Federal Reserve January policy meeting minutes show the central bank considered changing the central bank's interest rate hike plans because of a global slowdown and financial market sell-off.
The minutes of last month’s meeting of the Federal Reserve’s policymakers reveal they were worried that a global slowdown and financial market sell-off could hurt the US economy.
Because of that they considered changing the central bank’s interest rate hike plans for 2016.
However most of the policymakers still expected to raise the cost of borrowing there this year.
And we learn that they even discussed putting up interest rates at their meeting in late January as they were divided over how to interpret the volatility in the financial markets.
According to the minutes, a number of Fed policymakers said the moves in financial markets in January “were difficult to reconcile” with signs of underlying US economic strength.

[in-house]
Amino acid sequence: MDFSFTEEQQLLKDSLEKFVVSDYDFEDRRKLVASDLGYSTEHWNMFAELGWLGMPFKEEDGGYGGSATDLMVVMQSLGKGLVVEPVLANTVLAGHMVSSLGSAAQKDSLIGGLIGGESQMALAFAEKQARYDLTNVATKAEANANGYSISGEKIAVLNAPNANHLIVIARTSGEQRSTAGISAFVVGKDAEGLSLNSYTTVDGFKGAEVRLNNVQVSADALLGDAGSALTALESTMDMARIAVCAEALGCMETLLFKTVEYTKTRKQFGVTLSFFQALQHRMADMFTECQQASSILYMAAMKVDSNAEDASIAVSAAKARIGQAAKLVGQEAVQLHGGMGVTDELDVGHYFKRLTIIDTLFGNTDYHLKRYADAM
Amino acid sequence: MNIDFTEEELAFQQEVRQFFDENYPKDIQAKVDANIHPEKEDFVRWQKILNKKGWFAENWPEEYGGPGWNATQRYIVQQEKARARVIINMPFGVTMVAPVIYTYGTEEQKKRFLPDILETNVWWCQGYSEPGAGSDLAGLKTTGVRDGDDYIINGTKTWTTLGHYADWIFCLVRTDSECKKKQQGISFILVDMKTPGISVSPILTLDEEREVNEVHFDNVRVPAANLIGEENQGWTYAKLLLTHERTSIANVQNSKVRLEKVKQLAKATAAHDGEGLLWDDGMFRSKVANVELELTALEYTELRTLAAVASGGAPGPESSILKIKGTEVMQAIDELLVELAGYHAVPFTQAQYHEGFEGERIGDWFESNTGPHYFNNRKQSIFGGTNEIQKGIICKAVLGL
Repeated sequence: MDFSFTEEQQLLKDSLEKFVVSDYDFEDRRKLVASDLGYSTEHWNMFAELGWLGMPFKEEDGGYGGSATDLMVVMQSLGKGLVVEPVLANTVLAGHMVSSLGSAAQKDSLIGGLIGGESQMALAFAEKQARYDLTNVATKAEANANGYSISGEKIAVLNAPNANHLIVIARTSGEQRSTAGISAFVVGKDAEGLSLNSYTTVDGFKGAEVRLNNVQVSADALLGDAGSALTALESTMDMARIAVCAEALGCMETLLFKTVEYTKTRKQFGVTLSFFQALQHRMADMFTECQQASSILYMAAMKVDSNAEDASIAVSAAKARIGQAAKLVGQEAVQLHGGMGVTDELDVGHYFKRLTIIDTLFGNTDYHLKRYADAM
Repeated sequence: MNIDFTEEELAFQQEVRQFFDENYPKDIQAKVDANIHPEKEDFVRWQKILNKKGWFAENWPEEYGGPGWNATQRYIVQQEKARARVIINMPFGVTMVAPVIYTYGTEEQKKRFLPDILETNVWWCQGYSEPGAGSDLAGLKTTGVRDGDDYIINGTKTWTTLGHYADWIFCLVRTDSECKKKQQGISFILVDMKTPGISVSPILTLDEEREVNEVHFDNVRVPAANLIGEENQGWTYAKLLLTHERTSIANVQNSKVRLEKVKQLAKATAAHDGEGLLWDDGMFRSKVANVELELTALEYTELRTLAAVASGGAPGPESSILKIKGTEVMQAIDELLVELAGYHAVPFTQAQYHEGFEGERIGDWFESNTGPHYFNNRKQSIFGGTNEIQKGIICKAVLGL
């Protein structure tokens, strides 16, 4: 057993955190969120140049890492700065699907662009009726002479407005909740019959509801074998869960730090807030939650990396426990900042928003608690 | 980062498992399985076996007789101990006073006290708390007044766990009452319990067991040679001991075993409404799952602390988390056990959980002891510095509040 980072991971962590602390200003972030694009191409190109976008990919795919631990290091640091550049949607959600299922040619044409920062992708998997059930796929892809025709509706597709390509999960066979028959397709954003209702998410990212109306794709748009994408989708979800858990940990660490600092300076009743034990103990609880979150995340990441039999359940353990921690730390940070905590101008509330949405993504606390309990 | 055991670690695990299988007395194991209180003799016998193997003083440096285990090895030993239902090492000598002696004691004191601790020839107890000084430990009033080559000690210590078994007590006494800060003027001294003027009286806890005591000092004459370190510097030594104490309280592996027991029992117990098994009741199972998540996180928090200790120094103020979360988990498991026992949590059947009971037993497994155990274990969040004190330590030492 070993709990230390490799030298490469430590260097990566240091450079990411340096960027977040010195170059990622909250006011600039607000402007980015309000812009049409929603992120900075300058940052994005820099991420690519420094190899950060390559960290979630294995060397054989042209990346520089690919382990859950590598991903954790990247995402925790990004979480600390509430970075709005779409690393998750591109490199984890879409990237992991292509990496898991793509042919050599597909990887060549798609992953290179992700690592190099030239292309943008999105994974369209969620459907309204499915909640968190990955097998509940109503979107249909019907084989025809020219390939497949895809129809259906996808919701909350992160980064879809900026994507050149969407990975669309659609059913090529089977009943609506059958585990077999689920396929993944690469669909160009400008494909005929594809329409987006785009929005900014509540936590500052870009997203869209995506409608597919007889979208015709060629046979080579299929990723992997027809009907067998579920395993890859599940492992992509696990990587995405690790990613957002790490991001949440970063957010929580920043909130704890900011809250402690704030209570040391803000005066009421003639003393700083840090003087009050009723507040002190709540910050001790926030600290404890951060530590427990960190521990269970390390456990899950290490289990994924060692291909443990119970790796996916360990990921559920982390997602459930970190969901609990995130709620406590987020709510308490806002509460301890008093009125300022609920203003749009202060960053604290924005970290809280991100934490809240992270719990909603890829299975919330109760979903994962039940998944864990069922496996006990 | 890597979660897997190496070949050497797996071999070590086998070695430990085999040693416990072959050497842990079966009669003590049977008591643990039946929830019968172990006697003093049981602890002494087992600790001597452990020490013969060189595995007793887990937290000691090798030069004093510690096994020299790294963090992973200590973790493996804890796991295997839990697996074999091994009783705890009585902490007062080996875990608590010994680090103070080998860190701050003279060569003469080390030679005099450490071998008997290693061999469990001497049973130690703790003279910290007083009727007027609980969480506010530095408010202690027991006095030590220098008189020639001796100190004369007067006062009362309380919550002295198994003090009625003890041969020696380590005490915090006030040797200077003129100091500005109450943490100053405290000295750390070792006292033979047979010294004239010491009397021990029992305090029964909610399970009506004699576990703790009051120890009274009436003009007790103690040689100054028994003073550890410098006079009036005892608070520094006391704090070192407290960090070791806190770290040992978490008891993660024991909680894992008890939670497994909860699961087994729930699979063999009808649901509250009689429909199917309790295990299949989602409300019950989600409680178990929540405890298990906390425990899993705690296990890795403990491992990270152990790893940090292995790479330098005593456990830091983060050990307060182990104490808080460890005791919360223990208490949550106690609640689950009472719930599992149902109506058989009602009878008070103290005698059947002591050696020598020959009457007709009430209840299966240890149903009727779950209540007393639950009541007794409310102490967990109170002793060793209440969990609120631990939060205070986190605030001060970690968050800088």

But many of them saw growing risks to the economy and some said the financial market stress may be “roughly equivalent” to further monetary policy tightening, which would reduce the need for rate increases.
Last December the Fed signaled it was looking at four rate hikes for this year, but Wall Street’s skepticism that the central bank would raise rates at all this year increased after the release of the minutes.
Since the January meeting Fed Chair Janet Yellen has said last week they still expected to raise rates gradually in 2016 but acknowledged a weakened global economy and a steep slide in stock markets was tightening financial conditions faster than the Fed wants.